Nolan Ryan rules. Not only did Ryan stand out as a best move for three teams -- trade for the Angels, signing for the Astros and Rangers -- but he has had his number retired by all three. (That's 30 for the Angels and 34 for the Astros and Rangers, by the way.) He also was the first million-dollar-per-season player, so he had to deliver the goods. He did. Thrice.

Best of all, he came away with the rarity of all rarities: three former teams who all loved him even after he left.

"Nolan became a free agent early in [John] McMullen's ownership and Dick Moss was Nolan's agent and Moss went to McMullen and impressed him with the idea of creating the first million-dollar player," then-Astros GM Tal Smith said. "It sort of shocked the industry what we gave up, but Nolan wanted to come back to Houston."

Eight years later, one of the most dramatic free-agent signings at a Winter Meetings was in 1988 in Atlanta when the Rangers signed Ryan. Tom Grieve, who was the general manager at the time, said signing Ryan gave the Rangers the legitimacy and respect that it sorely lacked.

"Absolutely," Grieve said. "I've said that many times. I felt like we were making progress. I was proud to be a part of the franchise, I felt we were headed in the right direction and we had good people working for us. But signing Nolan gave us respect and legitimacy in the eyes of our fans and fans across baseball. He made us a legitimate baseball franchise."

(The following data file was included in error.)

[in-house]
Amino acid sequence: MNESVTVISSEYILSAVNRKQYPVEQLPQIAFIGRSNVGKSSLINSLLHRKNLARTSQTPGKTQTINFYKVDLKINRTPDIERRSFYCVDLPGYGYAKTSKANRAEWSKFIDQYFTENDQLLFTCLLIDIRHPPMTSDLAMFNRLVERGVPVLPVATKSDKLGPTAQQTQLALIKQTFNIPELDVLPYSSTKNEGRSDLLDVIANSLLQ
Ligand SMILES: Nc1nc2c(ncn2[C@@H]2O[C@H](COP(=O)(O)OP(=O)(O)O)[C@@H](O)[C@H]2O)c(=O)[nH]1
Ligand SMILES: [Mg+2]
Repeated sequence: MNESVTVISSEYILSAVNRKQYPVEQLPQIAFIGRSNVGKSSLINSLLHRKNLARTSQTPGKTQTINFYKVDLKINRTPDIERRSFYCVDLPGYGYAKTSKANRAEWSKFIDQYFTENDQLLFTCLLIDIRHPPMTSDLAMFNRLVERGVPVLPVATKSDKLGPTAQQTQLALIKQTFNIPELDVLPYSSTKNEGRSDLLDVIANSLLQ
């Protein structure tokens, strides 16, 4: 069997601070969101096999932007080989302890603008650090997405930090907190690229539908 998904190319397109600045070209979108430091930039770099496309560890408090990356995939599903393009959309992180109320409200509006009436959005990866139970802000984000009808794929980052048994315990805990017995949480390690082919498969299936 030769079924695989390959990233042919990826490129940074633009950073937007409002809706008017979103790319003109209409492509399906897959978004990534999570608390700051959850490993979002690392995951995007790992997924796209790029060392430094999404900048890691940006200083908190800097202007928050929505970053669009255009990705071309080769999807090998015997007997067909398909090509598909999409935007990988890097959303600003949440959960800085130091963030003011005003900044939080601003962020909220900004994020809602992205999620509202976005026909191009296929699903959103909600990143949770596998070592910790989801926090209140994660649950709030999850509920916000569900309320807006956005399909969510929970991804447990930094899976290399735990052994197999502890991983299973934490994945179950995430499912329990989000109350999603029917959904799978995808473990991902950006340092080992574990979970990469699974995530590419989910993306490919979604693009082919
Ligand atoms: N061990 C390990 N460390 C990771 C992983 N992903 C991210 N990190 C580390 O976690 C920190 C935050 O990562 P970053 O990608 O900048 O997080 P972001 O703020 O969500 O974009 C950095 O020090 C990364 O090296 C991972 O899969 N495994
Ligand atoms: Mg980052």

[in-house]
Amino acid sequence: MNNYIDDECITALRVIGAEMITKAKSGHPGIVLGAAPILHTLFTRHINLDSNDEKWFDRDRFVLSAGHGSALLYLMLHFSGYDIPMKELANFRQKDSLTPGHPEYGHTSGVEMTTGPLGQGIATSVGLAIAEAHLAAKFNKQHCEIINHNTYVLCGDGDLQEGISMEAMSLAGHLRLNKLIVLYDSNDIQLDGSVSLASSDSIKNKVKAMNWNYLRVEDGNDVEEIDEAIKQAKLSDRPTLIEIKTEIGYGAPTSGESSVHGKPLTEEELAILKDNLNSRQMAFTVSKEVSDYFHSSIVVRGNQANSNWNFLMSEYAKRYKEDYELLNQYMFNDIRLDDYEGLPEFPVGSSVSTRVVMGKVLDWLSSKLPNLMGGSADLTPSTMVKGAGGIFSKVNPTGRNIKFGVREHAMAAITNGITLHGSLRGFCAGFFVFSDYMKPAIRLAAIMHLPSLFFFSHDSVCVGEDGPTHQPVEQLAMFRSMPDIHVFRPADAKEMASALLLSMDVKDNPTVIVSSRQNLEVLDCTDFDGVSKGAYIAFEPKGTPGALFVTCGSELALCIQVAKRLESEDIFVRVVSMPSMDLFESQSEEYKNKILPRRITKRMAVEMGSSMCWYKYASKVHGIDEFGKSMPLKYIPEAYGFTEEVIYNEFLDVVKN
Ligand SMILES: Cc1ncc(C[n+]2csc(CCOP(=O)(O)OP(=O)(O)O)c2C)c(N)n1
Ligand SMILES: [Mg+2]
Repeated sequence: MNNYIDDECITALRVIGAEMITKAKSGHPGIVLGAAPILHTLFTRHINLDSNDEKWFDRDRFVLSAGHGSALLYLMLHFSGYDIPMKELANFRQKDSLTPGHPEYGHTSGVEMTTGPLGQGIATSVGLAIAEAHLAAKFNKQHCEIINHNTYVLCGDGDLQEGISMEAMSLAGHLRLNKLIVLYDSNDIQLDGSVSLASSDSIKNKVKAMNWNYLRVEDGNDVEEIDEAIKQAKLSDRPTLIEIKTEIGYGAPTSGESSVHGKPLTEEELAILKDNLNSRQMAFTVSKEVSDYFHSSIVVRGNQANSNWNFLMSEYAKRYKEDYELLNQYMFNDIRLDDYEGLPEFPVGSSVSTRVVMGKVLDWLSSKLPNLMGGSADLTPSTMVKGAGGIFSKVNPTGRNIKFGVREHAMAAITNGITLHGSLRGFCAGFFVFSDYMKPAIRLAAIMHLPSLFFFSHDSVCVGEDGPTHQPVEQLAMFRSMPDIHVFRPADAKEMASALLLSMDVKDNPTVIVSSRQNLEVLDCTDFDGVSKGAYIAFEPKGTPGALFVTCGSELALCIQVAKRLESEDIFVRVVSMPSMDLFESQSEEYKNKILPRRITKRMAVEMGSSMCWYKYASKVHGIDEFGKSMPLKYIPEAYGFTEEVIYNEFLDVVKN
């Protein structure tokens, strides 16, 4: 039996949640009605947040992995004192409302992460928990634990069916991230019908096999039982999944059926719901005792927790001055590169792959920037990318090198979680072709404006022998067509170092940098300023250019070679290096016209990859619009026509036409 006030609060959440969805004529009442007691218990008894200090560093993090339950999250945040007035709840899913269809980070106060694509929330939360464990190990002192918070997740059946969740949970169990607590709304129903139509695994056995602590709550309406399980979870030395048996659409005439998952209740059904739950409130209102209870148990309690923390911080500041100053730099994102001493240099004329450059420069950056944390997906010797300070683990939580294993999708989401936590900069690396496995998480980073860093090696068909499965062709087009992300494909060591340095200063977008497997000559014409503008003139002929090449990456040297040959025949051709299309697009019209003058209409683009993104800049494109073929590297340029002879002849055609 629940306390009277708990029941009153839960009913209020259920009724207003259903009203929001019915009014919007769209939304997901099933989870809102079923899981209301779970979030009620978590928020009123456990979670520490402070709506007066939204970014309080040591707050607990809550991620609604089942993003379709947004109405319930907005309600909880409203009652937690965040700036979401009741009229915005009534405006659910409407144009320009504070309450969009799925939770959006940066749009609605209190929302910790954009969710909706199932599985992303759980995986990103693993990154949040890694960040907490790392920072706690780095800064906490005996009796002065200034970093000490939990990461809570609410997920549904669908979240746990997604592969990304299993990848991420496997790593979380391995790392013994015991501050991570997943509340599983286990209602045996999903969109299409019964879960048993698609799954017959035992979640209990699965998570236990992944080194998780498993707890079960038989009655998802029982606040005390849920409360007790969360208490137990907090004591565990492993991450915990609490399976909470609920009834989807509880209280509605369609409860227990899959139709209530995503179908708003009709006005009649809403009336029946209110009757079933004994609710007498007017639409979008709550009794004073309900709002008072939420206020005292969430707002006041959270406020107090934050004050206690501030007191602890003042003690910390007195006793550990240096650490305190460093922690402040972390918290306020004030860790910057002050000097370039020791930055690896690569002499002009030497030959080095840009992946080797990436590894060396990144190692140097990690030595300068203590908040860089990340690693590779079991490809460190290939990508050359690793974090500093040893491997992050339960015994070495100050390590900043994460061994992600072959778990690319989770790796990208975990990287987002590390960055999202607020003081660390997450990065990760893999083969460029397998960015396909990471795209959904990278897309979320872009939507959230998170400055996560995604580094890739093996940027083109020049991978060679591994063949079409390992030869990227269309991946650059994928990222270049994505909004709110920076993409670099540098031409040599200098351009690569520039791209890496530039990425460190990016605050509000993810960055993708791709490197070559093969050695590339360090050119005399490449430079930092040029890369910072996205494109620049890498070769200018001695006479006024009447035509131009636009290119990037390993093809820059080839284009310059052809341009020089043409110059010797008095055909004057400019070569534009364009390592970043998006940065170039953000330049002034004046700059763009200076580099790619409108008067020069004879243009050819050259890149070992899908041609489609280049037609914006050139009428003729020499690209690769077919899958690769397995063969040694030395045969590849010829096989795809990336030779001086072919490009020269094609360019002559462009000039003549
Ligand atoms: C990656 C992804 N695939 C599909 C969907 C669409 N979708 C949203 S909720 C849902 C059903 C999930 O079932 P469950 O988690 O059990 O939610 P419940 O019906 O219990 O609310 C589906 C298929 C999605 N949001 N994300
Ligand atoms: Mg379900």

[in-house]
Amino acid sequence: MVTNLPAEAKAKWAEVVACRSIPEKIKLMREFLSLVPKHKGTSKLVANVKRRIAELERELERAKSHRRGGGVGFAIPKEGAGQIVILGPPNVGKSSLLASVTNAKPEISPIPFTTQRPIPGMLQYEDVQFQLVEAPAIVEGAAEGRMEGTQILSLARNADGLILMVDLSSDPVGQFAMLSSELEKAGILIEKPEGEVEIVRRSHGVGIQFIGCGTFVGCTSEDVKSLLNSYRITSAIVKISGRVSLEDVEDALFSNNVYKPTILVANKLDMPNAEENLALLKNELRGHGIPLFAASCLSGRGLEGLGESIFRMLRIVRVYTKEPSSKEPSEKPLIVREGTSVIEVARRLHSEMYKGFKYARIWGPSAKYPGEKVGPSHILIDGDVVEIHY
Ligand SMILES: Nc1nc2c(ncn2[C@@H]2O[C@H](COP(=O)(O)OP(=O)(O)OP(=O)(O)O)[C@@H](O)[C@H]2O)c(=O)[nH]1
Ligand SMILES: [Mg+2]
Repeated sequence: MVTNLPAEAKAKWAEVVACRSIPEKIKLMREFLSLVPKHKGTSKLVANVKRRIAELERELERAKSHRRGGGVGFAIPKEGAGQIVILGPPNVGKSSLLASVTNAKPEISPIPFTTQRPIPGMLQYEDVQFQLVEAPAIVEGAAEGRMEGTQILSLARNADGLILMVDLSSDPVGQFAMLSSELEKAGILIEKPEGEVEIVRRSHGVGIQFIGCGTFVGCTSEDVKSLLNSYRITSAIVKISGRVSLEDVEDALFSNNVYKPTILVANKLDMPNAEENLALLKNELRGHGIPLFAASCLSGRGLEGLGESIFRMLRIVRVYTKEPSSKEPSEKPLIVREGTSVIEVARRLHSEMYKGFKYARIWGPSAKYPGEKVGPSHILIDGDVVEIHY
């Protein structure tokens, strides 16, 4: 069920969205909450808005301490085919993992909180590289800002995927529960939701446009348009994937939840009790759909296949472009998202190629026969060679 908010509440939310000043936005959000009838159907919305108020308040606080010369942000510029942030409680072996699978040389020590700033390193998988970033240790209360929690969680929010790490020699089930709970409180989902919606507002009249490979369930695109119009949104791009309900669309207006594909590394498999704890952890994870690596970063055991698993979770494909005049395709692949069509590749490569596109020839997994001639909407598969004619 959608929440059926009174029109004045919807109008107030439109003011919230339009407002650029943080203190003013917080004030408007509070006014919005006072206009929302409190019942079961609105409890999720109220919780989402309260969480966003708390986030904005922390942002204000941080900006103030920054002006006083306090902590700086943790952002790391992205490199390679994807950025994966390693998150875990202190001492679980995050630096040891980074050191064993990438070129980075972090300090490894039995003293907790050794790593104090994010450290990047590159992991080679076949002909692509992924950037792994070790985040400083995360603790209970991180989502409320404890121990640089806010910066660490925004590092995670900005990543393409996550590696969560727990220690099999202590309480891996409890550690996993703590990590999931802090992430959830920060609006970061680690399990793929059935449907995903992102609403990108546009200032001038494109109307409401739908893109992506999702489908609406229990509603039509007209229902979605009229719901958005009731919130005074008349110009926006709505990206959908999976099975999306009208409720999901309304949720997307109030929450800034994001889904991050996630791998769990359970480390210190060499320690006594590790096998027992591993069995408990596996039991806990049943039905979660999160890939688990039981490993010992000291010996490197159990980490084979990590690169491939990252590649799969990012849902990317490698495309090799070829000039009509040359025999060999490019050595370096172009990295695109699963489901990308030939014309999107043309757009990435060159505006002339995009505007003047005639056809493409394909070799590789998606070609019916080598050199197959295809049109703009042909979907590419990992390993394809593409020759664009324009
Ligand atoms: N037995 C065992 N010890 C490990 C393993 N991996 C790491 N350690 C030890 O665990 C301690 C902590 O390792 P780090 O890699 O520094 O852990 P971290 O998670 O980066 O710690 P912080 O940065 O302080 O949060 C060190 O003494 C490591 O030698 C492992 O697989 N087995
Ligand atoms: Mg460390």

Roberto Alomar and Pedro Martinez aren't too shabby, either. Alomar showed up with three teams as well, starting with a blockbuster as the Blue Jays took him and Joe Carter to back-to-back World Series after the Fred McGriff-Tony Fernandez trade with the Padres. Alomar then became a best free agent for the Orioles and the Indians after that for the trifecta. Martinez became a best trade with his first, from the Dodgers to the Expos for Delino DeShields, and then again with his second, going to the Red Sox for Carl Pavano and Tony Armas Jr.

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First impressions are the best impressions. Be it a trade or a free-agent signing, that first year can make you an all-timer. Ask Kirk Gibson, with the Dodgers in 1988. Or how about Manny Ramirez with them in 2008? There's also Jack Morris with the Twins in 1991, Frank Thomas with the A's in 2006, Andre Dawson with the Cubs in 1987 and one of the all-time great first-year wonders: Willie Hernandez of the 1984 Tigers. He won the American League Cy Young and MVP awards after being traded, rather anonymously it should be added, to Detroit on March 24 of that year.

Sorry, Kenny, but these were some of the best deals. Some of the great lopsided deals of all time are listed among the selections, with Jeff Bagwell going to the Astros for reliever Larry Andersen, McGriff going to the Braves for a package led by Melvin Nieves, and Ryne Sandberg a throw-in for the big-shortstop swap of Larry Bowa for Ivan DeJesus.